Sniping between the top Republican leaders in the House and Senate resulted in the failure of a plan for funding Mississippi’s ailing roads and bridges.
This comes in addition to nearly across the board cuts to nearly every agency, lawmakers said Saturday, the deadline to submit the first draft of the state budget. Officials did not provide reporters with detailed budget information.
The House had put forth a bond package that would have provided some funding for infrastructure repairs plus money for building projects at universities, colleges and community colleges.
To help pay for it, House leaders proposed using proceeds from taxpayers who voluntarily pay about $40 million a year in sales tax for online shopping. The Senate has long been frosty to the idea of collecting more in Internet sales taxes or taking money out of the treasury for infrastructure.
The legislative leaders talked to reporters late Saturday.
“The internet sales tax legislation that they pushed created fake money, in my opinion, and I simply wasn’t willing to do that,” Lt. Gov. Tate Reeves told reporters. “And evidently internet sales tax was so important that they were willing to risk the bond bill.”
The House and Senate leaders could not even agree on the timeline of when each house sent their respective plans.
Reeves said the Senate sent the House a proposal Saturday morning and a plan later in the afternoon that would have used about $150 million worth of bonds, he said, that focused on public safety and infrastructure. The Senate version would have provided about $50 million for infrastructure and up to $70 million for the Institutions of Higher Learning and community colleges.
The House version was not signed by the Senate because, Reeves said, because: “As is often the case, they tend to want to borrow more than I’m willing to agree to.”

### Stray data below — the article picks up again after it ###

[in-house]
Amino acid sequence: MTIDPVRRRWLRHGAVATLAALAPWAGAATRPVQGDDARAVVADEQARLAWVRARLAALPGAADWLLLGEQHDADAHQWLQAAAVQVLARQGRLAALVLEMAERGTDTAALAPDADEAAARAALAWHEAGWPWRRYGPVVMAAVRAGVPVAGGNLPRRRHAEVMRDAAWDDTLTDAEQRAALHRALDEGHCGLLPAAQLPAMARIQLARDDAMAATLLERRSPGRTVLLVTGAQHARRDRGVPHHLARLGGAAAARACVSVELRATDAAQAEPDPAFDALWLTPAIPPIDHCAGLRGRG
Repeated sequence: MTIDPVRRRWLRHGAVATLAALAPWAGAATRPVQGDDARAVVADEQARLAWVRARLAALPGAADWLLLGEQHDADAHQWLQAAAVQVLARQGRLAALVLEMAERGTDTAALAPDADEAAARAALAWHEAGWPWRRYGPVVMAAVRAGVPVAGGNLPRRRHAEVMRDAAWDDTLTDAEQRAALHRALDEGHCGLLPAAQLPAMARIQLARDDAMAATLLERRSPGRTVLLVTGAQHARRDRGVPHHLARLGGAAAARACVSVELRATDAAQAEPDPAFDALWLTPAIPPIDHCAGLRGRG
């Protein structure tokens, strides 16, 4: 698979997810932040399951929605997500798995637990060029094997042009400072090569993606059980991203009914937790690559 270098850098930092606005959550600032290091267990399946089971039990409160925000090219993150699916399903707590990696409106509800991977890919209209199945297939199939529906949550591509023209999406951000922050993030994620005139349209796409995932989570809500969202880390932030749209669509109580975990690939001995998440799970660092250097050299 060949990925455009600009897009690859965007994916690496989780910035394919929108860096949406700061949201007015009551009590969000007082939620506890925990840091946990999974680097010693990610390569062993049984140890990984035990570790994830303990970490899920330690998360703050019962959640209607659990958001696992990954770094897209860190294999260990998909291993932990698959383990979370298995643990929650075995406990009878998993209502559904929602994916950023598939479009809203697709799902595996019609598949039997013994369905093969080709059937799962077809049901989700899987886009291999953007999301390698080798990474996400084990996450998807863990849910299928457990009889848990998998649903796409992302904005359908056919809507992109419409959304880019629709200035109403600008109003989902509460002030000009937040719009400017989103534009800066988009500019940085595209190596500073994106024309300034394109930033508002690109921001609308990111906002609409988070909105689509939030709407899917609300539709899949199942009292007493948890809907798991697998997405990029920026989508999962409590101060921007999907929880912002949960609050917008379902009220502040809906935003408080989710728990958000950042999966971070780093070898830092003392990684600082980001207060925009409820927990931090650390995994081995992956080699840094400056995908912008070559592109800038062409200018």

Speaker Philip Gunn, R-Clinton, disagreed forcefully, telling reporters the Senate had at least eight hours to consider the 282-page House version of the bond bill.
“We have not been provided with any reason, any policy reason as to why our plan was not a good one,” he said.
Rep. Trey Lamar, R-Senatobia said the House version called for $47 million for the Institutions of Higher Learning, $25 million for community colleges, $22 million for state agencies to use on capitol funding and needs and $40 million for bridges. It also called for using voluntarily paid user fee funds, from online sales, on roads and bridges.
In the end, the Senate killed the proposed Internet fee provision; in retaliation, the House killed the bond bill.
“We’re either going to have a responsible bond bill that focuses on our priorities like public safety, like infrastructure and public education, or we’re not going to have a bond bill at all,” Reeves said. “And this year we’re not going to have a bond bill at all.”
Gunn said the House has worked “tirelessly to find a solution to help start addressing the needs of our roads and bridges,” including by recrafting its legislation to allay the Senate’s concerns.
“The bottom line is that the House has prioritized this issue time and time again. We have not been provided with any solid policy reasons for not moving forward on our bill for funding IHL, community colleges and a roads and bridges solution,” Gunn said.
Usually, lawmakers set aside 2 percent of anticipated revenue for emergencies, but this year the House and Senate agreed to set aside just 1 percent.
“We think that’s the prudent course of action given that over the last two years, revenues have not met overly optimistic projections,” Reeves said.
The Reeves-Gunn drama capped off a busy deadline day when lawmakers were hammering out details of the state budget.
Throughout the day, key lawmakers were mum about details of the budget that was being crafted, particularly the bill that would have funded roads and bridges.